This Sunday service was presented by Tandi Koerger, the Program Specialist of the Pacific Northwest District of the UUA. She inspired us to consider where we could be headed as a congregation and what a new minister will mean for Wy'east -- the opportunities and the challenges. Tandi works extensively with small congregations, which she calls the Small and Mighties.
30 May 2010
Let's come together and make a deal:
Everyone who is willing to take an almighty risk.
Let's get together and propose a stunning bargain,
A daring contract for the world
To see and hear, a human drama unfolding.
Here it is: there is a meaning in the world
And we human beings can participate in that meaning,
And that's the gospel!
There is worth and dignity within and among us,
And when we congregate, true community is possible.
And there's more: our beloved relations extend beyond our doors,
All the way out to the whole world and the cosmos,
This most excellent interdependence of all existence!
This is cause for celebration!
Let's get together and get busy Ð
Let us sing spiritual songs and clap our hands
And dance dances to the living rhythms of the earth and sky.
There is so much to experience, to learn, to hope.
When we join together, the odds toward goodness begin to multiply;
As the circle enlarges, the numbers cannot keep pace and group is larger by leaps, bounding.
Come, Come whoever you are!
Let us worship together.
~ Rev. Thomas Anastasi
Story for All Ages: Penny Brigade
I am Tandi Rogers, your Program Consultant for the Unitarian Universalist Association of Congregations in the Pacific NW. Our district includes 59, about to be 60 congregations throughout Alaska, Oregon, Idaho, and Washington. A little over half of the congregations in our district have less than 100 adult members, just like you.
My purview is any program in congregations that breathes life into their mission and make them come alive and awake in the world. It used to be strictly religious education, but I convinced my boss that religious education is most anything we do as a religious community, or at least the potential is there if we're looking for it.
Also part of my job is planting new congregations. They finally added that to my job description, because I was going to do it anyway. I couldn't help myself. I'm an evangelical.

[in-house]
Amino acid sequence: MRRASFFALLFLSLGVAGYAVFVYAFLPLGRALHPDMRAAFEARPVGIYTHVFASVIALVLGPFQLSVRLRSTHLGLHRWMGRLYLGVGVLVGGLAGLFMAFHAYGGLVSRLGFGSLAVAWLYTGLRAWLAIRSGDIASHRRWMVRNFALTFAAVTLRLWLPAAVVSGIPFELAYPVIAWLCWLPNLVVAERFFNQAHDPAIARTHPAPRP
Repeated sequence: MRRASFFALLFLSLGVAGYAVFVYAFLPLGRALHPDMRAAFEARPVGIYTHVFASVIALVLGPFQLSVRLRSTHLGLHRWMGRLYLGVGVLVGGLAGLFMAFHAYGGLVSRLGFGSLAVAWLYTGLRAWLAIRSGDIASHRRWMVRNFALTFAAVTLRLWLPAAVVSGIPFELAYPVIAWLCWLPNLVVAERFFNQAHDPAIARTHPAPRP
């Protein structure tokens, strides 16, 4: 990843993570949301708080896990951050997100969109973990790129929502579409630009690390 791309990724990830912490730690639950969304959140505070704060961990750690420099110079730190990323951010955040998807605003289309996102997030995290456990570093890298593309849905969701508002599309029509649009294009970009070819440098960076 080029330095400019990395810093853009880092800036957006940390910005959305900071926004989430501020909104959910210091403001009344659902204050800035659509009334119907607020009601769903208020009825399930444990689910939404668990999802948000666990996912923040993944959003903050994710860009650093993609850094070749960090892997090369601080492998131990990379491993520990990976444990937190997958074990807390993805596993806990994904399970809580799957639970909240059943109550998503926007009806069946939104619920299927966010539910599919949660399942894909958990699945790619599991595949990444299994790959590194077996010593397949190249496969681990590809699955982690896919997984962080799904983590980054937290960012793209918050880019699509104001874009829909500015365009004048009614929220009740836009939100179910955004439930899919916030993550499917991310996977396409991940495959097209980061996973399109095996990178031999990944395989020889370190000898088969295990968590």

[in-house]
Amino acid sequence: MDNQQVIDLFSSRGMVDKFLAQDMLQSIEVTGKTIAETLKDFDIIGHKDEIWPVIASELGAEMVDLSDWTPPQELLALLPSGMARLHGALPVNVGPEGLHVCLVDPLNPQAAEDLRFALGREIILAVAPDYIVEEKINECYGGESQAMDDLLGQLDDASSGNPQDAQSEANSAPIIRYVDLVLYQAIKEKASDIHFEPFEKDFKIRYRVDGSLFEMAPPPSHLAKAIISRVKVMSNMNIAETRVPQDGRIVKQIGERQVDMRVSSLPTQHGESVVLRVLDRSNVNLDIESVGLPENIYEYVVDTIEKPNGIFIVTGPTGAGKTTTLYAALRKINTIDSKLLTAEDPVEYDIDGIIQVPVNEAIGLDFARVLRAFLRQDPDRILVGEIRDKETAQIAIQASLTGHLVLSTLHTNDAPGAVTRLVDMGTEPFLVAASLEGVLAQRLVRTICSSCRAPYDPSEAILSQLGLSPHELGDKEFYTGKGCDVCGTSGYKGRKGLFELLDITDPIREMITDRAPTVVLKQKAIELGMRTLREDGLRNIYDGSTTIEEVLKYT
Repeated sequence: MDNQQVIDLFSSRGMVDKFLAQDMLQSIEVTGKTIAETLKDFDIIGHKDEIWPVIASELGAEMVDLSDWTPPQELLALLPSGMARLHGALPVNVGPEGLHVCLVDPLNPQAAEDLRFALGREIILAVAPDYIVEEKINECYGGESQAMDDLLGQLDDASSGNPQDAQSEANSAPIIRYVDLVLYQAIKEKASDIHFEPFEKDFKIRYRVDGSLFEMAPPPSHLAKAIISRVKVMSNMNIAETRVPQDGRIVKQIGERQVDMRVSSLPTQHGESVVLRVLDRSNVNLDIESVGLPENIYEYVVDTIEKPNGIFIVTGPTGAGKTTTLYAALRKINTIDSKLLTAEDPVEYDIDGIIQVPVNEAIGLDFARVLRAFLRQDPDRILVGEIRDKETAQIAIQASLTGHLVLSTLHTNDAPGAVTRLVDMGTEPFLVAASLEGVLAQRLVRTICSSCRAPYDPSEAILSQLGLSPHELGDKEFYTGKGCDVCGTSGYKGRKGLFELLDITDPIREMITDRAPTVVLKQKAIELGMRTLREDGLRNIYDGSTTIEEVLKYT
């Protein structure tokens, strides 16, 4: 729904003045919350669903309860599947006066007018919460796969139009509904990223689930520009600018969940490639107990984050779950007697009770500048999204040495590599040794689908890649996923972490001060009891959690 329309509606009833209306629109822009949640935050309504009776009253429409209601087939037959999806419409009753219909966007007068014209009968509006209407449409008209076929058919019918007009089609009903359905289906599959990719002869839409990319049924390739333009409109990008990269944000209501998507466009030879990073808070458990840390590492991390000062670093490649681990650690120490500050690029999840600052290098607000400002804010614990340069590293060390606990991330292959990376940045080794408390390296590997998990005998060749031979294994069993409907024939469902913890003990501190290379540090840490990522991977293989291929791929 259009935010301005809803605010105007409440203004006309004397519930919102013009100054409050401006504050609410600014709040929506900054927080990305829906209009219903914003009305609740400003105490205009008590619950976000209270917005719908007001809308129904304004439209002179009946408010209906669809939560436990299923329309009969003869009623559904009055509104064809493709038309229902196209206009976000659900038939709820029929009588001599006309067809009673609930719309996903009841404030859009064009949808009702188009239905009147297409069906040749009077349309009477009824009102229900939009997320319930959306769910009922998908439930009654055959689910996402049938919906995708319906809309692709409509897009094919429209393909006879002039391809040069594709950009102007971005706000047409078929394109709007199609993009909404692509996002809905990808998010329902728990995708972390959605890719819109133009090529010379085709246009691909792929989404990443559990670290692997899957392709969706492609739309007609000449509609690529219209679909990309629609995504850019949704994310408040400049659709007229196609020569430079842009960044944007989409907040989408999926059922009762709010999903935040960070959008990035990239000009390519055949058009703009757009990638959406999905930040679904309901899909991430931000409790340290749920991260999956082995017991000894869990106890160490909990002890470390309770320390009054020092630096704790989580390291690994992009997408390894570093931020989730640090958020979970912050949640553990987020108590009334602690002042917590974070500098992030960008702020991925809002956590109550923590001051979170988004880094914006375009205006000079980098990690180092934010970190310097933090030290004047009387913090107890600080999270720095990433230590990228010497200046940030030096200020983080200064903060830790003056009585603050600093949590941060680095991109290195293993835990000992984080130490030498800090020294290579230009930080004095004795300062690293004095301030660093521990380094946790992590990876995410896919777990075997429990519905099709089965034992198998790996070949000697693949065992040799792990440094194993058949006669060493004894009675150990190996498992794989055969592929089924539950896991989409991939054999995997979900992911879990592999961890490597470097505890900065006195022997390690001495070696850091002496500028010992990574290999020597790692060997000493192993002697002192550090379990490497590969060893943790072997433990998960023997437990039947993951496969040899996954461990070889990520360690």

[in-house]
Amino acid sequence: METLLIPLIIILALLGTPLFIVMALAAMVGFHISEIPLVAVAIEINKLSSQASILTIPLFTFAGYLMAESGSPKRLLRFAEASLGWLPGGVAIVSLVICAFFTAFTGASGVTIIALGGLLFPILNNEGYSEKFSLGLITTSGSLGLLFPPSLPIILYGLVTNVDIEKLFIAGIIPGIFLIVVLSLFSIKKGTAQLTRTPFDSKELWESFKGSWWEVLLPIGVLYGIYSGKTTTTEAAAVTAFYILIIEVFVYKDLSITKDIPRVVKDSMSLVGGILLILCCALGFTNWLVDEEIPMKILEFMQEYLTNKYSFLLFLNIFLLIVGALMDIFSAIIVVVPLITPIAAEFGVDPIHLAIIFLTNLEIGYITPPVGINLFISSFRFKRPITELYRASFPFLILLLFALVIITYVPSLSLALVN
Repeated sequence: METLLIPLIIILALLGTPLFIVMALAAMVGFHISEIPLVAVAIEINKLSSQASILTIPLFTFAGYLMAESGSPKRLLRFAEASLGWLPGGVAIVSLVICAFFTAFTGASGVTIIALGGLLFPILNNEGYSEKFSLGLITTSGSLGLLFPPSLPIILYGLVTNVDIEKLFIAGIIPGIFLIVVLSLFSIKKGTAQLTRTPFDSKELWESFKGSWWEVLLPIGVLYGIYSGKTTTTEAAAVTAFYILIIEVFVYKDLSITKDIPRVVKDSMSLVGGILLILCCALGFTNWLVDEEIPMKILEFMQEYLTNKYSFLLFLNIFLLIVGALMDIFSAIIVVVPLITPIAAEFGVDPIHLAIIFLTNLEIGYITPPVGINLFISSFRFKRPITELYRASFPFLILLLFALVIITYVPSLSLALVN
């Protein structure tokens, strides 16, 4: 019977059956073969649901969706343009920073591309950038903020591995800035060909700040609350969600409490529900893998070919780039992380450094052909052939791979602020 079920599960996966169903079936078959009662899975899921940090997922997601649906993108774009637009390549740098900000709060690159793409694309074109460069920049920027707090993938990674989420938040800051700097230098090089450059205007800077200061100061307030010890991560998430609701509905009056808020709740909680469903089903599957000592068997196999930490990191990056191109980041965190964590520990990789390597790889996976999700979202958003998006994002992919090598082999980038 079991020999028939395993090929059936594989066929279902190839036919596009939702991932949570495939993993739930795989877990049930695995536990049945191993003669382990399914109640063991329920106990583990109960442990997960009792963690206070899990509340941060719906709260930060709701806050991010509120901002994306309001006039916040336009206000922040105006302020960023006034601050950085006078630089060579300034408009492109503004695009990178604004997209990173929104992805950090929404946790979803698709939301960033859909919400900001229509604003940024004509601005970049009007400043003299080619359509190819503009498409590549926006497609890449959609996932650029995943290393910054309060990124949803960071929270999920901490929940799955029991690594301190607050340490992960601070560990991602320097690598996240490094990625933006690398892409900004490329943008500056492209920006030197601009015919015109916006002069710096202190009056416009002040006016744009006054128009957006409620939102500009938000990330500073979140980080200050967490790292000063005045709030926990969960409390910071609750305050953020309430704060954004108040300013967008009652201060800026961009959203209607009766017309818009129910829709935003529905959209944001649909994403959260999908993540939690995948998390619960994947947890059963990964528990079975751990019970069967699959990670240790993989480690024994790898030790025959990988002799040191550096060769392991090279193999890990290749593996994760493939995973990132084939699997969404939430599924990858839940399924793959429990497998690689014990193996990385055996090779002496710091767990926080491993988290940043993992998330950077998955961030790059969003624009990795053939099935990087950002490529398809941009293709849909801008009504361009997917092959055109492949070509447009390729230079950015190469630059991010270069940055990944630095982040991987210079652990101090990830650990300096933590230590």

Yes, evangelical Unitarian Universalists do exist. I'll tell you why I'm so zealous. Because when I open a newspaper and read the news I think what if -insert politician's name here- had taken Our Whole Lives sexuality education from this church?
Our Whole Lives isn't just about the mechanics of sex; it's about consensus, power dynamics, communication, collaboration, intimacy, and personal ethics. It's about our communal and individual core beliefs that guide our chosen behavior. Can you imagine if our world leaders had taken Our Whole Lives?
So that's why I'm about growth and abundance. We have a saving message and saving religious community. You are not alone on your life's pilgrimage. We are born into goodness from star dust and Yahweh's breath (or the breath and spark of Life's Spirit, if that speaks to you more joyfully.) And we are connected infinitely through the stories of our lives unfolding. That connection brings an interdependent responsibility to each other. (Notice I said interdependent, not co-dependent.)
Abundance. What do you think of when you think of Abundance?
Creativity, Good enough
Mission just getting buy, making due
Shared Power, My way
Shared Ministry My issue, my needs
Possibilities, Attachment to the way it's always been done
Open to being transformed, Closed to change
Name tags, Everyone already knows who I am
Calm courage, Anxiety
Creating something, Consumer mentality: what do I get?
Bigger than ourselves together
Read Abundance list all together
Growth follows a culture of abundance. It's attractive. Scarcity? Not so much. ... actually, not at all. A culture of scarcity breeds a couple people doing the same jobs (and often many jobs) in a congregation over and over until they are attached to them.